One of her key points was this:
Every matchup except one (Moore-Smith) fell within the 4.5 (times 2 remember) margin of error, which means it’s a statistical draw. McCrory and Graham got higher numbers than Moore in their match-ups against him, although with the MOE, it’s a tie all 'round.That the races are a statistical draw is sort of, but not entirely, true.
Washington Monthly wrote an interesting piece on the issue of statistical ties during the 2004 election- I don't necessarily agree with the tone but the substance is correct:
There are two problems with this: first, 95% is not some kind of magic cutoff point, and second, the idea that the MOE represents 95% certainty is wrong anyway. A poll's MOE does represent a 95% confidence interval for each individual's percentage, but it doesn't represent a 95% confidence for the difference between the two, and that's what we're really interested in.So what's the bottom line? Washington Monthly prepared a table showing what the percentage chance there is that a candidate is winning based on their lead in the poll and the margin of error. Rounding up our MOE of 4.5% from this poll to 5, here are the odds:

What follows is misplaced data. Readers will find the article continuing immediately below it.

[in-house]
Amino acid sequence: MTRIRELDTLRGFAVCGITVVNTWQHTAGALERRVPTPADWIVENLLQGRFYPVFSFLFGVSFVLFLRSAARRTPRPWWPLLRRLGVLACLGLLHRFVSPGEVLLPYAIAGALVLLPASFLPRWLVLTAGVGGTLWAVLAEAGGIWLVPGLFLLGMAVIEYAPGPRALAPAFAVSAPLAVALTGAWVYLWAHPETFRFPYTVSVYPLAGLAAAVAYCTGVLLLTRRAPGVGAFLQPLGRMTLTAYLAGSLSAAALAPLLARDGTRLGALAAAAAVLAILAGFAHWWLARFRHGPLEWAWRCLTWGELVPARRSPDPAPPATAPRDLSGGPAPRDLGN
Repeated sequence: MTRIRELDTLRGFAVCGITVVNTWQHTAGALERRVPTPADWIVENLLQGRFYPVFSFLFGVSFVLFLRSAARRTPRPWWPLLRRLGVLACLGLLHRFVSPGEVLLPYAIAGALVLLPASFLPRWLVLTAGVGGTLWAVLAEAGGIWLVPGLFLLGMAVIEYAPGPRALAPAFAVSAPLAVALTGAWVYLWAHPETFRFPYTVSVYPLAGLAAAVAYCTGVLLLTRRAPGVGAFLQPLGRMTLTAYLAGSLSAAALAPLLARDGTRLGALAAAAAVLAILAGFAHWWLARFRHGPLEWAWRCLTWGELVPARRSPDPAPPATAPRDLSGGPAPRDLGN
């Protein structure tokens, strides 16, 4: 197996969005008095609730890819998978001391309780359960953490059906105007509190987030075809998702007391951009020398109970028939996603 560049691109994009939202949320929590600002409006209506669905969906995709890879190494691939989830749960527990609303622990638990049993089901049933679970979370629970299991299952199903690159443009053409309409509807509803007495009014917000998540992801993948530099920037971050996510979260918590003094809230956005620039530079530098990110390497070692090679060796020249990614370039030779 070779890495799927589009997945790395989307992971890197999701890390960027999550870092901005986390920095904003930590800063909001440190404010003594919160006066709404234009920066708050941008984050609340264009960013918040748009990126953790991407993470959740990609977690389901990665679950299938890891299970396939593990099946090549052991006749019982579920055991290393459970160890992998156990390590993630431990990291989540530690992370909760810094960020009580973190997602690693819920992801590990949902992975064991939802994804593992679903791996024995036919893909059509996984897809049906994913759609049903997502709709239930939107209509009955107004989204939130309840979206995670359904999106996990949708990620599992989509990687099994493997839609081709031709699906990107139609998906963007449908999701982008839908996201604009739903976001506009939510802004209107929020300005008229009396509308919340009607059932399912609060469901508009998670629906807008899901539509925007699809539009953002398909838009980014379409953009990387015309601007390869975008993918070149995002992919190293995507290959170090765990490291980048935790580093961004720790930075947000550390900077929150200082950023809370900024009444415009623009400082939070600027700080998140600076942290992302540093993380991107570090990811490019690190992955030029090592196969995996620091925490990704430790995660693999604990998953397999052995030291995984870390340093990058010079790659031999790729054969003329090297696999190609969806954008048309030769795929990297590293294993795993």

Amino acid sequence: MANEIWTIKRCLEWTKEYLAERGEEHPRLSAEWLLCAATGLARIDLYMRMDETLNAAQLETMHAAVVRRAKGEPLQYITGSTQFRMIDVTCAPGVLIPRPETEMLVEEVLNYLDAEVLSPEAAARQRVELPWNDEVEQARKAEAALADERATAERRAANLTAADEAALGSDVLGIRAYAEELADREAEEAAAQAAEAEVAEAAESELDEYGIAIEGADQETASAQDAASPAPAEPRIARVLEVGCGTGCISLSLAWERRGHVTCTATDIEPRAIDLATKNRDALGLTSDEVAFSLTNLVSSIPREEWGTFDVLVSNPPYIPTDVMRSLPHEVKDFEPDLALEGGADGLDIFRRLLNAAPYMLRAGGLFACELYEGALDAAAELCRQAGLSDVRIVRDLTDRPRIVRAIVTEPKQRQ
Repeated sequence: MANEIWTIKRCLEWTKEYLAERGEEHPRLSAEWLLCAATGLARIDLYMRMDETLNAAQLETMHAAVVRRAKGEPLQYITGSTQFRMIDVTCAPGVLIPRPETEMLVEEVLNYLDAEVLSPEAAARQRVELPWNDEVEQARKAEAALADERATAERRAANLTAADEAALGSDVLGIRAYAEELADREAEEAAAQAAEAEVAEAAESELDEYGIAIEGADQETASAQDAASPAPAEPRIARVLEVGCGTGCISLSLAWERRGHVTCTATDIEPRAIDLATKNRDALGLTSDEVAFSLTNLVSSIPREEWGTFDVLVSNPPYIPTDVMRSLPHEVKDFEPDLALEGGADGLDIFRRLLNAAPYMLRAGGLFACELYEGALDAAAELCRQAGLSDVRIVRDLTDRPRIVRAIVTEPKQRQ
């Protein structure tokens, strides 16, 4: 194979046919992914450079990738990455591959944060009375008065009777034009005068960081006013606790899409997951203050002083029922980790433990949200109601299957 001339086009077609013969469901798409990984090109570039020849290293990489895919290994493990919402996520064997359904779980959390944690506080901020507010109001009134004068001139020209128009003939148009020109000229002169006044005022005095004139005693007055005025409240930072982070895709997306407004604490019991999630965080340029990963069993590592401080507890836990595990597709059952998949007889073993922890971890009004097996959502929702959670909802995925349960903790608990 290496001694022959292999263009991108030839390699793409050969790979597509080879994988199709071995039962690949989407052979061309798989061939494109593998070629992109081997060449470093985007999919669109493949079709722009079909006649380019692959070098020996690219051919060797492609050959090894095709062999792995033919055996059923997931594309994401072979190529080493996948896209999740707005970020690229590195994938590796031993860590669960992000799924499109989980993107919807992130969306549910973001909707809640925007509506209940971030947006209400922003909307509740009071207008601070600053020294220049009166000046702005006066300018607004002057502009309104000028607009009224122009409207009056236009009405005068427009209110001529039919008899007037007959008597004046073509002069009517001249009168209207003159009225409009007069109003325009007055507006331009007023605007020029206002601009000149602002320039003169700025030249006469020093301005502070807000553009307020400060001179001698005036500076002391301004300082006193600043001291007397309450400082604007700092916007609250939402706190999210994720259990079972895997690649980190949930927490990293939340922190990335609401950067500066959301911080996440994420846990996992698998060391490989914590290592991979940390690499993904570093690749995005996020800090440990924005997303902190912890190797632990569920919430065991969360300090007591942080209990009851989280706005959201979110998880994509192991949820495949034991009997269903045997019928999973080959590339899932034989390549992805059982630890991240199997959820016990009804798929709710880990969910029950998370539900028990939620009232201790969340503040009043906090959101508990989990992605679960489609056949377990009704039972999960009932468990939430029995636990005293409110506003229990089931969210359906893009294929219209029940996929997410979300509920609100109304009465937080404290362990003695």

In fact, what we're really interested in is the probability that the difference is greater than zero — in other words, that one candidate is genuinely ahead of the other. But this probability isn't a cutoff, it's a continuum: the bigger the lead, the more likely that someone is ahead and that the result isn't just a polling fluke. So instead of lazily reporting any result within the MOE as a "tie," which is statistically wrong anyway, it would be more informative to just go ahead and tell us how probable it is that a candidate is really ahead.
Bev Perdue's two point lead over Pat McCrory means there's a 66% chance she's leading him. Her four point lead over Bill Graham means there's a 79% chance she's leading him. Her six point lead on Bob Orr means there's an 89% chance she's leading him. And it's higher for Fred Smith.
On the polls involving Richard Moore, his two point deficit against Bill Graham means there's a 66% chance Graham is in the lead. Same odds with Pat McCrory, who he also trails by a couple points. His margins over Fred Smith and Bob Orr are large enough to get to close to a 100% chance that he's leading them.
Anyway check out the article and the chart, it's an interesting read.
Wrapping up, to quote Kevin Drum again, “from a pure statistical standpoint, a lead is a lead and it's always better to be ahead than behind.” Even when two candidates are within the margin of error, it doesn’t mean that no one is leading.